July 23, 2006
One Week ’til DR Congo’s First Elections
IRIN News has a background report on DR Congo’s elections coming up next Sunday. It is the first free election in the country since Patrice Lumumba was elected prime minister in 1960. After his murder the following year in 1961, Mobutu consolidated power quickly and installed a one-party system in the country. Mobutu was a key figure in the coup that overthrew Lumumba, who had appointed him previously as the chief of staff of the Congo army.
I’ve excerpted a couple of paragraphs of the IRIN News to provide some historical content and also a thumbnail of the present situation:
- The legacy of Mobutu’s 32-year Western-backed rule extends beyond endemic corruption; to offset potential political opposition his rule was absolute, with the 1974 constitution granting him authority over the executive, legislature and judiciary branches of government. Furthermore, he maintained a system of patronage while maintaining the loyalty of the police and army, all of which required money. By 1990, the country was US $14 billion in debt. With the end of the cold war, Mobutu was no longer of any use to the US in its fight against Soviet influence in Africa, and his lines of credit were cut off.
- The present incumbent, Joseph Kabila, 35, who took over from his father, Laurent-Desire Kabila, who was assassinated in January 2001, is the favourite to win the presidential vote, which is being contested by 33 candidates. Another 9,000 politicians are vying for 500 parliamentary seats. However, security remains a problem, despite the presence of the largest UN peacekeeping mission in the world, comprising 17,000 troops, which will be backed up by 2,000 EU forces over the election period. In addition, 5,000 national and 500 international observers will oversee the polls.
Ethan Zuckerman has a great post on My Heart’s in Accra on how the Western media attention on the Middle East eclipses what’s been happening in Africa for the past ten years:
“In total, it’s likely that, over the past decade, at least forty times as many people have died directly or indirectly from violent conflict in central Africa as have died in the Middle East.”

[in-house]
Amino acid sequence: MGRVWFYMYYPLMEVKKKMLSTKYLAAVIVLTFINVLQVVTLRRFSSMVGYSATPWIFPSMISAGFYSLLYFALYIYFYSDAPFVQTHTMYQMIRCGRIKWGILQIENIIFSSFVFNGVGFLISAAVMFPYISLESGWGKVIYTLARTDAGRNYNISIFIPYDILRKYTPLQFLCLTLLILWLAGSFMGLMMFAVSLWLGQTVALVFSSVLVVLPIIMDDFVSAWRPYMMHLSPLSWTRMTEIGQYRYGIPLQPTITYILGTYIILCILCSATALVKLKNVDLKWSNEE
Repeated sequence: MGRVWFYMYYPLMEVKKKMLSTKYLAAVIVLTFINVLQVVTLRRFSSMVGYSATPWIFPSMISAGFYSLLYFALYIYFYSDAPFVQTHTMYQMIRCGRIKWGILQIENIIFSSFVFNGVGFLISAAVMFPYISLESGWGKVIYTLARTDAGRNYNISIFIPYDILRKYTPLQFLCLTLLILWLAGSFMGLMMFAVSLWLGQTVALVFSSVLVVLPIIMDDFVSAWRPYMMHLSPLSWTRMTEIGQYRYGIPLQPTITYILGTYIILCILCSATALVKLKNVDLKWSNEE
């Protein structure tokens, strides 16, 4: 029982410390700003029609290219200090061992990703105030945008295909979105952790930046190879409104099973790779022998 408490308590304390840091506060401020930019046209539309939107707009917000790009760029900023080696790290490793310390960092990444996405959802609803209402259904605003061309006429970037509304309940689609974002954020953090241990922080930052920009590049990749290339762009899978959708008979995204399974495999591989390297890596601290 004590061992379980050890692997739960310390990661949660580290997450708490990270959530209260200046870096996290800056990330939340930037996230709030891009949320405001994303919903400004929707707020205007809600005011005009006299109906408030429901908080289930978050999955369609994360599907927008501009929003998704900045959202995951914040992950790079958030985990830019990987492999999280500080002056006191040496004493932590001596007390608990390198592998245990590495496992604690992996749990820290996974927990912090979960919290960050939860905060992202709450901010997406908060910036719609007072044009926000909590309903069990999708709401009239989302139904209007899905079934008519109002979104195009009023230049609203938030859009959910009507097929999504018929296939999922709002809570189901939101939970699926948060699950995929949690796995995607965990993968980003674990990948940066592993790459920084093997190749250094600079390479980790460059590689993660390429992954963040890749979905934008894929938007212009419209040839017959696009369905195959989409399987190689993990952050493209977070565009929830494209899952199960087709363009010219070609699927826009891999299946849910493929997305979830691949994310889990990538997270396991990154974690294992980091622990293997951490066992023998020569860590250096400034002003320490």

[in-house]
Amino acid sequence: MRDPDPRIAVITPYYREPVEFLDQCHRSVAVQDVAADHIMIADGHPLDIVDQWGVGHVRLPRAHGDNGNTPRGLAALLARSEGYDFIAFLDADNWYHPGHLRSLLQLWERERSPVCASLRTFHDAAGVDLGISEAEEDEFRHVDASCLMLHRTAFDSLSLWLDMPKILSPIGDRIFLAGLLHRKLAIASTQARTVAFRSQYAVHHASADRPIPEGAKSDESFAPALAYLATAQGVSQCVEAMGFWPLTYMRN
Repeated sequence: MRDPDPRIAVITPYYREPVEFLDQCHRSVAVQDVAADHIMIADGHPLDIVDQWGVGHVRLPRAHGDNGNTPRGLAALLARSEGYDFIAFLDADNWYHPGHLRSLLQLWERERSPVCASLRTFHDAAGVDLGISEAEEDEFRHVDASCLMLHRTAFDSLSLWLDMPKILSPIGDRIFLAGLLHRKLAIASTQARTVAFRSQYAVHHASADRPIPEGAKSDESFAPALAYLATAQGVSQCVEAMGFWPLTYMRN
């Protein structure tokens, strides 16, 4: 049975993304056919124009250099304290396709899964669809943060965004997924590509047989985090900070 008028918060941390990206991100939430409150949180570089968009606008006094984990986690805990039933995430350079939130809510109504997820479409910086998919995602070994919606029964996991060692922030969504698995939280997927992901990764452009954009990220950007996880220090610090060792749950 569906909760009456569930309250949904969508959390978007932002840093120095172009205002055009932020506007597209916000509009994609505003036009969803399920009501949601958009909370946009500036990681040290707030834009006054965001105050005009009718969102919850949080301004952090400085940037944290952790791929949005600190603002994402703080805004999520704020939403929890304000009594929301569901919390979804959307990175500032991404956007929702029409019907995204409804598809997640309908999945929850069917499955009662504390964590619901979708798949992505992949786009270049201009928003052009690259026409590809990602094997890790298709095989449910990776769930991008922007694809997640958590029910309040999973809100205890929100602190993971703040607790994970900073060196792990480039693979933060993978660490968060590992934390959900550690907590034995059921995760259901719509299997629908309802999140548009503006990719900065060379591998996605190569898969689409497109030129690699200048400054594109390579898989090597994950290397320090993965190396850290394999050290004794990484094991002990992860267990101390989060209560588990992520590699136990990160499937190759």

Meanwhile, Human Rights Watch issued a press release on Thursday stating that human rights abuses have continued in Katanga as the election date grows nearer. Human rights activists have collected testimonies, photographs and video to document the abuses committed by government soldiers and local defense forces during three years of violence in central Katanga. Hundreds have been killed and more than 150,000 have fled their homes from the zone of military operations that local residents refer to as the triangle of death.
“The electoral period will be lengthy and characterized by uncertainty before a new government takes power. During this time, justice cannot wait. Authorities must start holding abusers accountable if they want to discourage others from using similarly abusive tactics now and in the future. If President Kabila and other government ministers currently standing for elections are serious about a commitment to justice, they should not appoint suspected war criminals to high military ranks and they must bring to justice their own soldiers accused of such crimes. A national army staffed by war criminals is unlikely to provide any security to its citizens whether during elections or after,” said Alison Des Forges, senior Africa adviser at Human Rights Watch.